In my book The Inner-Work of Leadership I provide specific guidance for recognizing our ego and turning away from our ego. Importantly, I cover the specific ingredients that are necessary for an organizational culture to evolve to support the inner-work journeys of their employees. In a declining economy and an increasingly competitive global marketplace, an organizational culture of empathy with the customer is no longer optional: no empathy, no profits.


Producers and Thieves

October 22, 2009

Today it was announced that Kenneth Feinberg, the Treasury Department’s special master for compensation, “will slash compensation for the 25 highest-paid employees at seven firms receiving large sums of government aid.” In a free-society, there is no room for a “compensation czar;” the problem will be gone instantly when the aid is eliminated.

In his classic book The State, the German sociologist Franz Oppenheimer taught there are two means to wealth: economics and political. In his inimitable blunt style Murray Rothbard sums up the difference between the two:

There are only two ways for men to acquire wealth. The first method is by producing a good or a service and voluntarily exchanging that good for the product of somebody else. This is the method of exchange, the method of the free market; it’s creative and expands production; it is not a zero-sum game because production expands and both parties to the exchange benefit. Oppenheimer called this method the “economic means” for the acquisition of wealth.

The second method is seizing another person’s property without his consent, i.e., by robbery, exploitation, looting. When you seize someone’s prop­erty without his consent, then you are benefiting at his expense, at the expense of the producer; here is truly a zero-sum “game”–not much of a “game,” by the way, from the point of view of the victim. Instead of expanding production, this method of robbery clearly hobbles and restricts production. So in addition to being immoral while peaceful exchange is moral, the method of robbery hobbles production because it is parasitic upon the effort of the producers.

With brilliant astuteness, Oppenheimer called this method of obtaining wealth “the political means.” And then he went on to define the state, or government, as “the organization of the political means,” i.e., the regularization, legiti­mation, and permanent establishment of the political means for the acquisition of wealth.

In other words, the state is organized theft, organized robbery, organized exploitation. And this essential nature of the state is high­lighted by the fact that the state ever rests upon the crucial instrument of taxation.

What good is a theory if it is not applied? I don’t know if Max Keiser has ever read Oppenheimer or Rothbard, but listen to Keiser as he colorfully explains the differences between firms like Google who earn their wealth through production and the banking industry who he explains has obtained its wealth through theft.

Is this mere hyperbole on Keiser’s part? While I can’t say, as Keiser does, that accounting fraud is currently being committed by the banks, I can say that the bonuses being paid would not be paid on a free market. These bonuses are being financed, in part, by direct transfer of taxpayer’s money and by record low interest rates that indirectly transfer resources from productive savers into the hands of banks and debtors. The latter is a direct consequence of Federal Reserve policy.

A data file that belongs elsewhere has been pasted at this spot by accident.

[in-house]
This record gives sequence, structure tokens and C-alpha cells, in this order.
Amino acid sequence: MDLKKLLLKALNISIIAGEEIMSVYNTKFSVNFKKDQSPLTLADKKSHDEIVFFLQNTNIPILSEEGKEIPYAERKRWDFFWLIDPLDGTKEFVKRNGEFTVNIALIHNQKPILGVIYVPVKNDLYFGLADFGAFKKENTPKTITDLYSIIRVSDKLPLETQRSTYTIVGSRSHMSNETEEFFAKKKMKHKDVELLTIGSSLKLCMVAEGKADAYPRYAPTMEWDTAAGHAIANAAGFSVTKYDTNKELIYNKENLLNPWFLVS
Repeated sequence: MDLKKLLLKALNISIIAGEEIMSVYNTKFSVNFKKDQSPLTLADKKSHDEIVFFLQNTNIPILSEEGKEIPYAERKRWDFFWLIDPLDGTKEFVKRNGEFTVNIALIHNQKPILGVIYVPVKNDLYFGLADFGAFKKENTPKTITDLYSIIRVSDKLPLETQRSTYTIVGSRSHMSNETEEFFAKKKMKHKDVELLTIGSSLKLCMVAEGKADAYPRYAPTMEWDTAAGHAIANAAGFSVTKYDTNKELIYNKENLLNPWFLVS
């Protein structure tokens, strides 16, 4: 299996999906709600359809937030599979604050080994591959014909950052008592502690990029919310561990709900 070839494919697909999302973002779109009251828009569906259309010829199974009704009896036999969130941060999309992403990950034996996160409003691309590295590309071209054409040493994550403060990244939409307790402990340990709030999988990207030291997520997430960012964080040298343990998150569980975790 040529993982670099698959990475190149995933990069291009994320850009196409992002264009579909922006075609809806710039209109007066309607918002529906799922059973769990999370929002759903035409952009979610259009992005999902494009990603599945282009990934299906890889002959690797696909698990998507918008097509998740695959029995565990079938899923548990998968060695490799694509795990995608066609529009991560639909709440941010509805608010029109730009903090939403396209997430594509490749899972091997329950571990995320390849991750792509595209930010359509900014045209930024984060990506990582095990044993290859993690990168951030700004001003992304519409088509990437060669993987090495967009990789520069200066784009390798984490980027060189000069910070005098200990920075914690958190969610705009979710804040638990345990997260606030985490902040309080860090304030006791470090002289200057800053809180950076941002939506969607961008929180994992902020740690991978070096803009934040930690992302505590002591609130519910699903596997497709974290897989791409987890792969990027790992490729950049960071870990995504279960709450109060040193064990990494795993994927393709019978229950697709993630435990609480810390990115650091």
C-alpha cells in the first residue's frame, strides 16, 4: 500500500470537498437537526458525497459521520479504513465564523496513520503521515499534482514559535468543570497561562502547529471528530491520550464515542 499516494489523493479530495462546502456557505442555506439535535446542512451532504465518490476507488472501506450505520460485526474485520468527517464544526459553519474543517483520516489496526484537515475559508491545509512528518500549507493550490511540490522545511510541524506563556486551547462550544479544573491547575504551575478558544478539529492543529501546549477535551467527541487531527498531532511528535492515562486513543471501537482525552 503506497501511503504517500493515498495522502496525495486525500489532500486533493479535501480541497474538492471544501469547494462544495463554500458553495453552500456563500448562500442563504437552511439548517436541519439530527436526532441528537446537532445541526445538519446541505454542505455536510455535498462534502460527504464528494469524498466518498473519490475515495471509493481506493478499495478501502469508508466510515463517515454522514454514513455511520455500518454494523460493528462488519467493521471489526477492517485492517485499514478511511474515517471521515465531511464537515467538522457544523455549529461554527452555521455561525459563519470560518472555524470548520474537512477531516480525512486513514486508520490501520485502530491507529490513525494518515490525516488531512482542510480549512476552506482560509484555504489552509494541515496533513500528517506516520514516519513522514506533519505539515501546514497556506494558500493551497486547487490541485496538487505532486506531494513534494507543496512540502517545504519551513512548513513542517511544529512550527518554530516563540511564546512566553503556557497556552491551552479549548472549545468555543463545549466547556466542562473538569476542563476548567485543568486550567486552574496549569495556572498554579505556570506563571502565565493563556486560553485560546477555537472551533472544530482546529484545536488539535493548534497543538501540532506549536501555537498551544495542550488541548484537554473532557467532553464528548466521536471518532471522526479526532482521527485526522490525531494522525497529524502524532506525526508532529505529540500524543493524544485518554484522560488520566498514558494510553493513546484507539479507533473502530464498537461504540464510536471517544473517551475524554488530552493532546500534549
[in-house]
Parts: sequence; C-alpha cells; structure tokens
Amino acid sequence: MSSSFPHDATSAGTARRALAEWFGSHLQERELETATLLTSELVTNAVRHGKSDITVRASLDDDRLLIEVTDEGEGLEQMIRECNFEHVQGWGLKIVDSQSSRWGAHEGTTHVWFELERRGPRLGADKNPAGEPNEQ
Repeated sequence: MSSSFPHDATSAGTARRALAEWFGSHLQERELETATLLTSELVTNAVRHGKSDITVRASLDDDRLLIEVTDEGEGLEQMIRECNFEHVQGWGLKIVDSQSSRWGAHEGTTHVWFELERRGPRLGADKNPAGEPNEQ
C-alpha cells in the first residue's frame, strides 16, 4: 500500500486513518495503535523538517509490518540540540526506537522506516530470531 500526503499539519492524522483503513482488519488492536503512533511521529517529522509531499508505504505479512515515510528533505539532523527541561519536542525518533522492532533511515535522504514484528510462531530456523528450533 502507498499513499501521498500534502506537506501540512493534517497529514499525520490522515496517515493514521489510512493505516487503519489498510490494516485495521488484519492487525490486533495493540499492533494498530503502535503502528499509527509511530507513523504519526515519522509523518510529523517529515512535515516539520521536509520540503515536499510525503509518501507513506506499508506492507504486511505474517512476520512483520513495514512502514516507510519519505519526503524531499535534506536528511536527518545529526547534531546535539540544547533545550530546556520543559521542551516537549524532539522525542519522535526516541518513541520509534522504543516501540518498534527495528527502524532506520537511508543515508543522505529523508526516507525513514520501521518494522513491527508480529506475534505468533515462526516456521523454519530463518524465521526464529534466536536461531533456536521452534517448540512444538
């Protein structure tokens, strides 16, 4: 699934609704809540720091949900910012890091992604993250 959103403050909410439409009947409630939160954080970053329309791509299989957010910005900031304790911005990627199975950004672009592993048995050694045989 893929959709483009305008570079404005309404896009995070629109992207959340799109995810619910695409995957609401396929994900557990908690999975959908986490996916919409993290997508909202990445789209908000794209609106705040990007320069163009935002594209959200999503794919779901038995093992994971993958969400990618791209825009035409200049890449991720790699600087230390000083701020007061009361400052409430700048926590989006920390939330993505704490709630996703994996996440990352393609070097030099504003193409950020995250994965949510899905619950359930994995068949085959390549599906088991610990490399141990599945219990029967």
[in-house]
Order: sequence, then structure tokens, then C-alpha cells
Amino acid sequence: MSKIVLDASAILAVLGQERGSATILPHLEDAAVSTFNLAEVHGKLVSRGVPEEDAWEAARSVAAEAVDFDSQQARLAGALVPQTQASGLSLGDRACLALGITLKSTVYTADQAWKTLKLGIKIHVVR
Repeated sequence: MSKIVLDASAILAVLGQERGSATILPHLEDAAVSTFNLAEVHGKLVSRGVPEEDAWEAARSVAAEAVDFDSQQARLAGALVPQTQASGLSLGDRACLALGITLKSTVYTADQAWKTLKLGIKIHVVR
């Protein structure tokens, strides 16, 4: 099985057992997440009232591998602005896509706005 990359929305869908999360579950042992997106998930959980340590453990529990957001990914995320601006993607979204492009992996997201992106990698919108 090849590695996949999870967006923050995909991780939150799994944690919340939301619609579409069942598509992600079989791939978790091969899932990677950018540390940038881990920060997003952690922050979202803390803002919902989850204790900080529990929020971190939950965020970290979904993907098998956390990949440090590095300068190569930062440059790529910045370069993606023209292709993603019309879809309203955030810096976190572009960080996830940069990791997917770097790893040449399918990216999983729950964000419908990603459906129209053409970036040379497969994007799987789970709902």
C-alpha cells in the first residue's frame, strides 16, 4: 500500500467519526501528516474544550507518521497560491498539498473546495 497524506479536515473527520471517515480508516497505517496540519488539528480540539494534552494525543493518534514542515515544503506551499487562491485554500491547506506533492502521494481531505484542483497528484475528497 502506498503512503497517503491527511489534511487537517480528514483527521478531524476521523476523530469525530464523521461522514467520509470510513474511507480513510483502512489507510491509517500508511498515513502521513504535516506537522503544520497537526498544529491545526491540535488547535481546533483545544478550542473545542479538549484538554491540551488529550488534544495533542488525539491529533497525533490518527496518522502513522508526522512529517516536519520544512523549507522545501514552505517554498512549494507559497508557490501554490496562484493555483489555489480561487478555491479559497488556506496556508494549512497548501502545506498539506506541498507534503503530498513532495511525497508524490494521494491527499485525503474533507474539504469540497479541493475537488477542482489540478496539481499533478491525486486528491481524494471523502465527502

For many, Keiser’s words create cognitive dissonance; and cognitive dissonance may cause an instant rejection of his message. Cognitive dissonance “is an uncomfortable feeling caused by holding two contradictory ideas simultaneously.” Dissonance, according to psychologist Carol Tavris, “produces mental discomfort, ranging from minor pains to deep anguish; people don’t rest easy until they find a way to reduce it.” After all, aren’t our government officials looking out for our well-being? Surely they are more concerned about the well-being of all Americans than they are concerned about the bankers? If you believe the answer is “yes” to both questions, then Keiser’s message will produce dissonance in you. Yet, the facts suggest Keiser is more right than wrong:

  • “An analysis of Mr. Geithner’s calendars…shows that Mr. Geithner had contact with top executives at Citigroup, Goldman Sachs and JPMorgan Chase more than 80 times during his first seven months at Treasury.” Source here.
  • “Goldman Sachs posted near record trading profits in the third quarter of 2009.  The projected 2009 Goldman Sachs bonus pool will be around $20 billion, a near record amount. Therefore the average pay out per employee could be more than the $661,490.” Source here.
  • “As a whole financial firms “accounting for more $350 billion in federal bailout funds, increased these perks and benefits 4 percent on average last year, according to an analysis of corporate disclosures filed in recent months.” Source here.

Without government bailouts, these result would not have been possible—failing firms do not pay bonuses.